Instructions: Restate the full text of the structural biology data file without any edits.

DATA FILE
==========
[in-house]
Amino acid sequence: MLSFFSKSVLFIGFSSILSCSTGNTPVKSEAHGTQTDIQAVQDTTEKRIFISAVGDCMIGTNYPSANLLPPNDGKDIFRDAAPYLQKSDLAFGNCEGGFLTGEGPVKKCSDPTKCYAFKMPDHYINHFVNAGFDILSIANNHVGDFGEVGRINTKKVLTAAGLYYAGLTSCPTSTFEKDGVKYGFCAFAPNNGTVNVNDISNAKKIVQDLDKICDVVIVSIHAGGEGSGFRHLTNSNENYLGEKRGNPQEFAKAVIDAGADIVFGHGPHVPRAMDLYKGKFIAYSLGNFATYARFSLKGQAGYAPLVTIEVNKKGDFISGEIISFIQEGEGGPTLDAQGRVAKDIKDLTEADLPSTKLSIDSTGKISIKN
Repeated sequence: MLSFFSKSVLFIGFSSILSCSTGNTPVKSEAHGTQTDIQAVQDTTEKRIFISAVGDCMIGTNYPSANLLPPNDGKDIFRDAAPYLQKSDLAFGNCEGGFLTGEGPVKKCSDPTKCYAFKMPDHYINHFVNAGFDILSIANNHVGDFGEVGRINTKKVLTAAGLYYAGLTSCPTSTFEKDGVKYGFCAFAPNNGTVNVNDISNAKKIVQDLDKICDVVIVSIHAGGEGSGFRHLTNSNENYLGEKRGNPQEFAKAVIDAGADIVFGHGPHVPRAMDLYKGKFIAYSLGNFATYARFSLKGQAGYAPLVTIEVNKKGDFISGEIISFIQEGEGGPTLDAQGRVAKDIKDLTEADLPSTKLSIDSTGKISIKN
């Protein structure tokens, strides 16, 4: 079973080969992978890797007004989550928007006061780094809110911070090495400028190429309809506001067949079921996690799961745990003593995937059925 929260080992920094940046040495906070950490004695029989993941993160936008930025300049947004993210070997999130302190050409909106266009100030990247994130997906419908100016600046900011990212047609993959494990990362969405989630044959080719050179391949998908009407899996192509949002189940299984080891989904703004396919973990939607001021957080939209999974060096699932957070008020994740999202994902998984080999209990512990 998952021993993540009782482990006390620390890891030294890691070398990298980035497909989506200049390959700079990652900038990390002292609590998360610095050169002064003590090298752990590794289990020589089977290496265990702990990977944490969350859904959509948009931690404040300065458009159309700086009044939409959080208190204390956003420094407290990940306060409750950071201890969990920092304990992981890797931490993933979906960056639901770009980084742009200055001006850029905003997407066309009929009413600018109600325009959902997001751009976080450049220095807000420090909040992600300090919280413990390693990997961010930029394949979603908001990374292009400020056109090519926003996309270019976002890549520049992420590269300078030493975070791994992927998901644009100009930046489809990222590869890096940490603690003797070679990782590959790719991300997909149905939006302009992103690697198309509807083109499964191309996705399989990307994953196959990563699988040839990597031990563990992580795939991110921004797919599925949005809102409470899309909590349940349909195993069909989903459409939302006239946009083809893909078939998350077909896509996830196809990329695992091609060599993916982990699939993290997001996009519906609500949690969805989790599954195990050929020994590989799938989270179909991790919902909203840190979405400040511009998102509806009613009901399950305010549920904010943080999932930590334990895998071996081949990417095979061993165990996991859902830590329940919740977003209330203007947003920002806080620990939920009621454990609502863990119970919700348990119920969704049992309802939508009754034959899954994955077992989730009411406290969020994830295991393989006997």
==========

[in-house]
Amino acid sequence: MLSFFSKSVLFIGFSSILSCSTGNTPVKSEAHGTQTDIQAVQDTTEKRIFISAVGDCMIGTNYPSANLLPPNDGKDIFRDAAPYLQKSDLAFGNCEGGFLTGEGPVKKCSDPTKCYAFKMPDHYINHFVNAGFDILSIANNHVGDFGEVGRINTKKVLTAAGLYYAGLTSCPTSTFEKDGVKYGFCAFAPNNGTVNVNDISNAKKIVQDLDKICDVVIVSIHAGGEGSGFRHLTNSNENYLGEKRGNPQEFAKAVIDAGADIVFGHGPHVPRAMDLYKGKFIAYSLGNFATYARFSLKGQAGYAPLVTIEVNKKGDFISGEIISFIQEGEGGPTLDAQGRVAKDIKDLTEADLPSTKLSIDSTGKISIKN
Repeated sequence: MLSFFSKSVLFIGFSSILSCSTGNTPVKSEAHGTQTDIQAVQDTTEKRIFISAVGDCMIGTNYPSANLLPPNDGKDIFRDAAPYLQKSDLAFGNCEGGFLTGEGPVKKCSDPTKCYAFKMPDHYINHFVNAGFDILSIANNHVGDFGEVGRINTKKVLTAAGLYYAGLTSCPTSTFEKDGVKYGFCAFAPNNGTVNVNDISNAKKIVQDLDKICDVVIVSIHAGGEGSGFRHLTNSNENYLGEKRGNPQEFAKAVIDAGADIVFGHGPHVPRAMDLYKGKFIAYSLGNFATYARFSLKGQAGYAPLVTIEVNKKGDFISGEIISFIQEGEGGPTLDAQGRVAKDIKDLTEADLPSTKLSIDSTGKISIKN
């Protein structure tokens, strides 16, 4: 079973080969992978890797007004989550928007006061780094809110911070090495400028190429309809506001067949079921996690799961745990003593995937059925 929260080992920094940046040495906070950490004695029989993941993160936008930025300049947004993210070997999130302190050409909106266009100030990247994130997906419908100016600046900011990212047609993959494990990362969405989630044959080719050179391949998908009407899996192509949002189940299984080891989904703004396919973990939607001021957080939209999974060096699932957070008020994740999202994902998984080999209990512990 998952021993993540009782482990006390620390890891030294890691070398990298980035497909989506200049390959700079990652900038990390002292609590998360610095050169002064003590090298752990590794289990020589089977290496265990702990990977944490969350859904959509948009931690404040300065458009159309700086009044939409959080208190204390956003420094407290990940306060409750950071201890969990920092304990992981890797931490993933979906960056639901770009980084742009200055001006850029905003997407066309009929009413600018109600325009959902997001751009976080450049220095807000420090909040992600300090919280413990390693990997961010930029394949979603908001990374292009400020056109090519926003996309270019976002890549520049992420590269300078030493975070791994992927998901644009100009930046489809990222590869890096940490603690003797070679990782590959790719991300997909149905939006302009992103690697198309509807083109499964191309996705399989990307994953196959990563699988040839990597031990563990992580795939991110921004797919599925949005809102409470899309909590349940349909195993069909989903459409939302006239946009083809893909078939998350077909896509996830196809990329695992091609060599993916982990699939993290997001996009519906609500949690969805989790599954195990050929020994590989799938989270179909991790919902909203840190979405400040511009998102509806009613009901399950305010549920904010943080999932930590334990895998071996081949990417095979061993165990996991859902830590329940919740977003209330203007947003920002806080620990939920009621454990609502863990119970919700348990119920969704049992309802939508009754034959899954994955077992989730009411406290969020994830295991393989006997």